What is ESG?

Once part of a simpler measure of a company’s corporate social responsibility, ESG criteria have expanded beyond charitable and community activities to encompass every aspect of a business—including items such as environmental impact, the governance systems that oversee those impacts, the willingness to develop human capital, and a company’s behavior as a corporate citizen.

For instance, increased scrutiny is forcing change on companies in the “G,” or governance silo, such as promoting transparency, elevating efforts in diversifying corporate leadership and board of directors membership, and solidifying existential risks like business continuity plans and cybersecurity safeguards.

Why do these issues matter?

In a Wake Forest University study of more than 2,000 companies from 1998-2011, researchers found that “firms with more diverse boards (gender, race, age, tenure, and expertise) are more risk-averse … exhibiting lower volatilities of stock returns than those with less diverse boards.”

In the global efforts for the pursuit of sustainability, finding these commonalities is essential.

Demographic Changes Driving ESG

Demographic changes in the investment community are fostering this increased interest in ESG. For instance, the youngest millennials, now entering adulthood, have consistently shown a commitment to the environment and a willingness to put their money wfihere their convictions lie.

A global survey conducted by the research firm Nielsen in 2015 showed that almost three-quarters of millennials are willing to pay more for sustainable products and services. Factors influencing their purchases include whether a product is made from fresh, natural, or organic ingredients, and a company’s environmental friendliness or commitment to social values. A 2015 Morgan Stanley study showed that millennials are twice as likely as other generations to invest in companies and funds that target specific social/environmental outcomes and are just as likely to divest because of objectionable corporate activity.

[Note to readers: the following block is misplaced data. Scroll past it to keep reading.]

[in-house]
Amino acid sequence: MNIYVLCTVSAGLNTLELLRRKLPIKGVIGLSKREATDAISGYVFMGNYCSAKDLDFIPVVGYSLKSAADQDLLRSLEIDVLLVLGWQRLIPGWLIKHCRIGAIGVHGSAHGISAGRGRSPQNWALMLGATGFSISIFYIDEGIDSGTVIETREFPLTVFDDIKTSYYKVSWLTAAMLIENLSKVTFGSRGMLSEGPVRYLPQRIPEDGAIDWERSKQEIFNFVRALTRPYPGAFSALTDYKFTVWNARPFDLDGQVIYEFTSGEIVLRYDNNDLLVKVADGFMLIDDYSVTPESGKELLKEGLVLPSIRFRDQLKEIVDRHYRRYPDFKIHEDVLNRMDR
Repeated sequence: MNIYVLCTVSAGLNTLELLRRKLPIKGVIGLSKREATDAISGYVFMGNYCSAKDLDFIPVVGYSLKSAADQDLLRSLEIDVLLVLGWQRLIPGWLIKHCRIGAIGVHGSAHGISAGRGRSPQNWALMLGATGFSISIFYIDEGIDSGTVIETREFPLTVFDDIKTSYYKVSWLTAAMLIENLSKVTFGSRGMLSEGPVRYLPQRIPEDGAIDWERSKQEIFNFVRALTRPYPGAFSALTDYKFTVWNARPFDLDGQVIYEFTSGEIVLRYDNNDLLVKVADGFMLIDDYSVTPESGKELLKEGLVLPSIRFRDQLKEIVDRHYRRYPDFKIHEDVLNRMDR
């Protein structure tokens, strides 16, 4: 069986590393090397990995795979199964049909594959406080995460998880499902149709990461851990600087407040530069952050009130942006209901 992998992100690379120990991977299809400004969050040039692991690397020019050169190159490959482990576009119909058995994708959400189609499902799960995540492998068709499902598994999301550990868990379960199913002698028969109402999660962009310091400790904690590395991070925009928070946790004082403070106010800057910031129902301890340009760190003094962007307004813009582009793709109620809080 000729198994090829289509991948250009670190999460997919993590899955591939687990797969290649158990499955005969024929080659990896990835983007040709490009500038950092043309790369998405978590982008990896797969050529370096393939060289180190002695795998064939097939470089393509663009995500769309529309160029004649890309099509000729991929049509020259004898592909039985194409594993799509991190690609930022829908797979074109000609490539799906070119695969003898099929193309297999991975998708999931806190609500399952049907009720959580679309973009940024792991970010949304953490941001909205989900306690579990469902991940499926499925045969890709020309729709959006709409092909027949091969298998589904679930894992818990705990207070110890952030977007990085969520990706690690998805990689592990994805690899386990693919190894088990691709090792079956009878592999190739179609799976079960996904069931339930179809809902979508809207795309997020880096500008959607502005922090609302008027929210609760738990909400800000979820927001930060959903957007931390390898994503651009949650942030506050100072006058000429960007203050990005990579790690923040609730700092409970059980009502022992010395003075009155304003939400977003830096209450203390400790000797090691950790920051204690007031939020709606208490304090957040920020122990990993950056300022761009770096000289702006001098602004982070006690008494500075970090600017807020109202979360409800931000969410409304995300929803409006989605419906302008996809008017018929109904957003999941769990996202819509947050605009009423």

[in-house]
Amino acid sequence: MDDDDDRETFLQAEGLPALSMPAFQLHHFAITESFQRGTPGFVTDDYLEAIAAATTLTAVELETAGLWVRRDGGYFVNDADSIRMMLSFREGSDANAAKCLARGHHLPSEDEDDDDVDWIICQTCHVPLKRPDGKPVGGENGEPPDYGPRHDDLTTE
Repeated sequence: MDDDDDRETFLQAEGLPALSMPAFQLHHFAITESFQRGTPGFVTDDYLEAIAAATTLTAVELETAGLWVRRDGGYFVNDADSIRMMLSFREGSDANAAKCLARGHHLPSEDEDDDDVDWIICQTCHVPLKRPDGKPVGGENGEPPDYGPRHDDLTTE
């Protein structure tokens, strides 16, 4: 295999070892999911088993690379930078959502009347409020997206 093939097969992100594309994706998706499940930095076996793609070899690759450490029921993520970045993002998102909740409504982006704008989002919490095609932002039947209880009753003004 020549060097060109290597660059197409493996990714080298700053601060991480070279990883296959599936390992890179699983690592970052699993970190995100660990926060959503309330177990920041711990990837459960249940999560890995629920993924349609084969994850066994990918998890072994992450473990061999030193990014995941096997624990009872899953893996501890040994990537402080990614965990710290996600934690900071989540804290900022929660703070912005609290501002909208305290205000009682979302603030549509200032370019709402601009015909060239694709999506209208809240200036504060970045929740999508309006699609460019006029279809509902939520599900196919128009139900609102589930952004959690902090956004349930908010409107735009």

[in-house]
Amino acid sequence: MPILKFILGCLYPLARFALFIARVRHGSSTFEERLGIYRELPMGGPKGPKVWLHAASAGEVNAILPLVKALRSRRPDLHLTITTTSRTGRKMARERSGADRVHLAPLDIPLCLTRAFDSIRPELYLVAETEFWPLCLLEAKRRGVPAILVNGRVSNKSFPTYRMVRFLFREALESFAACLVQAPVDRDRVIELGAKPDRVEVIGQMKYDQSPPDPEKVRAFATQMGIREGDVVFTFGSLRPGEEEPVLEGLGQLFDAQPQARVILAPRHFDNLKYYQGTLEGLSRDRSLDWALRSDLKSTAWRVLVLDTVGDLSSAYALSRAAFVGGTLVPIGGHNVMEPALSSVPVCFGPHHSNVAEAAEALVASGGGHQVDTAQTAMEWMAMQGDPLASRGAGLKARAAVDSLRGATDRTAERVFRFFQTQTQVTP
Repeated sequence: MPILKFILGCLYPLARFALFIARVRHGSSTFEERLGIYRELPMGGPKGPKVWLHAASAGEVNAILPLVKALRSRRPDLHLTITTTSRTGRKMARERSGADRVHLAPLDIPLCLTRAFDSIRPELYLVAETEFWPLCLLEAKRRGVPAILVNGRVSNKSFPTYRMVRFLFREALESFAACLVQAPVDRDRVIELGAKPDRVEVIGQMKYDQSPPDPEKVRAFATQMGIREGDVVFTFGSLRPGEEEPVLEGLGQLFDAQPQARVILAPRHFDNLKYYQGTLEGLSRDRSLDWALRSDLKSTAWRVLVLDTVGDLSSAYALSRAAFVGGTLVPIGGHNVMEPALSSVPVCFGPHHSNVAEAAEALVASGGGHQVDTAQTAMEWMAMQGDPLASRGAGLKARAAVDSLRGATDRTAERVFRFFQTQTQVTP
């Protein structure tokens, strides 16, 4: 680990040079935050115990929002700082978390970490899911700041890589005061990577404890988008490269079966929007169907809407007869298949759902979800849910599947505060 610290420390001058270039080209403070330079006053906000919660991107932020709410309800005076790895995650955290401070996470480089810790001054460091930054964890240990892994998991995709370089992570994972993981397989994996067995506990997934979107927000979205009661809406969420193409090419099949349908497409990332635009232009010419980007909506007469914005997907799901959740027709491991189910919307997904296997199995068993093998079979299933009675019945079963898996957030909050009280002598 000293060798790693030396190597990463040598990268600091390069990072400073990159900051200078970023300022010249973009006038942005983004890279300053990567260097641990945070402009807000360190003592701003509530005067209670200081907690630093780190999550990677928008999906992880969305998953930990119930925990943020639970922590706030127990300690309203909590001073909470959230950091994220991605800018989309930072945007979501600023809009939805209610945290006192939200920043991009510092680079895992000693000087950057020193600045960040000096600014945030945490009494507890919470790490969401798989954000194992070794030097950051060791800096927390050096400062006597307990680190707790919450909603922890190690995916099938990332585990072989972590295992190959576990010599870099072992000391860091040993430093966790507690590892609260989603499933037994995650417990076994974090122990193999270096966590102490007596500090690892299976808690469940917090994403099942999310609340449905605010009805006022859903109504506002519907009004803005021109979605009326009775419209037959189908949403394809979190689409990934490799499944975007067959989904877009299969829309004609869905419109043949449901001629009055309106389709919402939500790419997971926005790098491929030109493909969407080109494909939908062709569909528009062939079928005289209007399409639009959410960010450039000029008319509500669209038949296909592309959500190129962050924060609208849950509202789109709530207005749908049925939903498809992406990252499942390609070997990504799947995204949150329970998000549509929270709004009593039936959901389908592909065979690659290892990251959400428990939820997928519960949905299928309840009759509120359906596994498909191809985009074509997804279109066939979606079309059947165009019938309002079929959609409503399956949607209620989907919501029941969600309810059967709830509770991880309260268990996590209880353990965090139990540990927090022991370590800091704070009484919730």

The growth in the power of female investors, who now control more than half of all wealth in the U.S. and a rising percentage around the globe, has also contributed to the growth of the adoption of sustainability and ESG. In surveys, women have consistently shown more concern about weather volatility and greater support for social justice policies and helping communities thrive—all elements of ESG. In fact, female investors are nearly twice as likely as male investors to consider both the rate of return and the positive impact made by a company when making an investment, according to the Morgan Stanley study.

Financial innovation in the indices space has transferred this traditional decision-making authority. With clear trends of passive investing in equities growing exponentially in recent years—our research shows total net assets of index equity funds increased to $1.79 trillion in 2015 from $281 billion in 2002—access to thematic investing is now widely available to most retail investors.

These newly empowered groups are pushing for change politically and in the marketplace, which in turn influences the actions of asset managers. According to a State Street study, half of retail investors want their financial advisors to communicate more about ESG investing so they can align their investments with their personal values. In April, UBS announced it would be teaching sustainable investing to its 7,000 financial advisors and rolling out a new range of impact investment products as it attempts to position itself as the greenest bank in the market.

Filling Demand With Supply

In this light, investment managers large and small have taken steps to accommodate the growing demand for sustainable and impact investments. In addition to PIMCO’s “sustainability initiative,” BlackRock—the world’s largest asset manager with more than $5 trillion under management—now offers “Investor Strategies for Incorporating ESG Considerations,” and Northern Trust has been actively promoting its tools for conscience-driven investing across all its global offices.

This comes amid a boom in markets for sustainable assets. Sustainable investing in the U.S. grew 33% from 2014-2016, and sales of long- and short-term “green” municipal bonds reached $1.5 billion in the first quarter of 2017—up 42% from a year earlier—even as overall municipal bond issuance declined 11%.

Then there’s China.